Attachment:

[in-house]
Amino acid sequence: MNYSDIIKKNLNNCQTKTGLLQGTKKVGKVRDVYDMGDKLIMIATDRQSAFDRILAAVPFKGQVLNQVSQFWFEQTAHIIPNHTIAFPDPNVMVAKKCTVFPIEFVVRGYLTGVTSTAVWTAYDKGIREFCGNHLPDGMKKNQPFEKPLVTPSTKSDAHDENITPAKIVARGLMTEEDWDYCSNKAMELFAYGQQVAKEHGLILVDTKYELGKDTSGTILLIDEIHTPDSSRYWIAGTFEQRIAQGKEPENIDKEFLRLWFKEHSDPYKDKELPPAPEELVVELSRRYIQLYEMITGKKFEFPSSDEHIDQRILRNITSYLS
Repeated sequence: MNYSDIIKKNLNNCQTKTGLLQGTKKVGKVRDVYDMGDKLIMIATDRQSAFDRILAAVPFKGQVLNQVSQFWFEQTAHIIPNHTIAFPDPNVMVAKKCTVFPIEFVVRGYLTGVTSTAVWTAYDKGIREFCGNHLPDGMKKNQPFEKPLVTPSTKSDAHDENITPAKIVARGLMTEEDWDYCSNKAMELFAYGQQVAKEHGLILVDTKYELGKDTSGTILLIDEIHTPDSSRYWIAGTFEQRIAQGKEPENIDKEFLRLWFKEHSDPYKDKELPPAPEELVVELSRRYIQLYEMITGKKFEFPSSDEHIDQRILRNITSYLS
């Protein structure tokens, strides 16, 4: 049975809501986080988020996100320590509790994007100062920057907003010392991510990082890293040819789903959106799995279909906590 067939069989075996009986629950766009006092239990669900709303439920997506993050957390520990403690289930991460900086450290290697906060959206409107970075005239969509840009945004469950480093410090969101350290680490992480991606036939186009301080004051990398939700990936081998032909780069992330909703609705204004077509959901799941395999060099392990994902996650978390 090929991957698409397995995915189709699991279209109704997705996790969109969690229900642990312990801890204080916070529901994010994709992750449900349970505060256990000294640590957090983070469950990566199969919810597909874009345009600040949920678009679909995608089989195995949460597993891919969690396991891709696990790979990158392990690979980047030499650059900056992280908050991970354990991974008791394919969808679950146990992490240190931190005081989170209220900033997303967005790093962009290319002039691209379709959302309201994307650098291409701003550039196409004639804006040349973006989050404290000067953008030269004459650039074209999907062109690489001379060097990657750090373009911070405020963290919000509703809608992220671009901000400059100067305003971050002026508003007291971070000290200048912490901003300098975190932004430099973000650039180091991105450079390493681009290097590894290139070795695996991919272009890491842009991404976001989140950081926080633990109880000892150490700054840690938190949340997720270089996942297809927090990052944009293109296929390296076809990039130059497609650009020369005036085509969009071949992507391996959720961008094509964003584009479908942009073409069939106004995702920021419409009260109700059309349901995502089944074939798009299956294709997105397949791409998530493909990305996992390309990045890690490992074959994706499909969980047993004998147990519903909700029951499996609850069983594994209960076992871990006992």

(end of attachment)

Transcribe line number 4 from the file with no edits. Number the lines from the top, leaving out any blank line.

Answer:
């Protein structure tokens, strides 16, 4: 049975809501986080988020996100320590509790994007100062920057907003010392991510990082890293040819789903959106799995279909906590 067939069989075996009986629950766009006092239990669900709303439920997506993050957390520990403690289930991460900086450290290697906060959206409107970075005239969509840009945004469950480093410090969101350290680490992480991606036939186009301080004051990398939700990936081998032909780069992330909703609705204004077509959901799941395999060099392990994902996650978390 090929991957698409397995995915189709699991279209109704997705996790969109969690229900642990312990801890204080916070529901994010994709992750449900349970505060256990000294640590957090983070469950990566199969919810597909874009345009600040949920678009679909995608089989195995949460597993891919969690396991891709696990790979990158392990690979980047030499650059900056992280908050991970354990991974008791394919969808679950146990992490240190931190005081989170209220900033997303967005790093962009290319002039691209379709959302309201994307650098291409701003550039196409004639804006040349973006989050404290000067953008030269004459650039074209999907062109690489001379060097990657750090373009911070405020963290919000509703809608992220671009901000400059100067305003971050002026508003007291971070000290200048912490901003300098975190932004430099973000650039180091991105450079390493681009290097590894290139070795695996991919272009890491842009991404976001989140950081926080633990109880000892150490700054840690938190949340997720270089996942297809927090990052944009293109296929390296076809990039130059497609650009020369005036085509969009071949992507391996959720961008094509964003584009479908942009073409069939106004995702920021419409009260109700059309349901995502089944074939798009299956294709997105397949791409998530493909990305996992390309990045890690490992074959994706499909969980047993004998147990519903909700029951499996609850069983594994209960076992871990006992």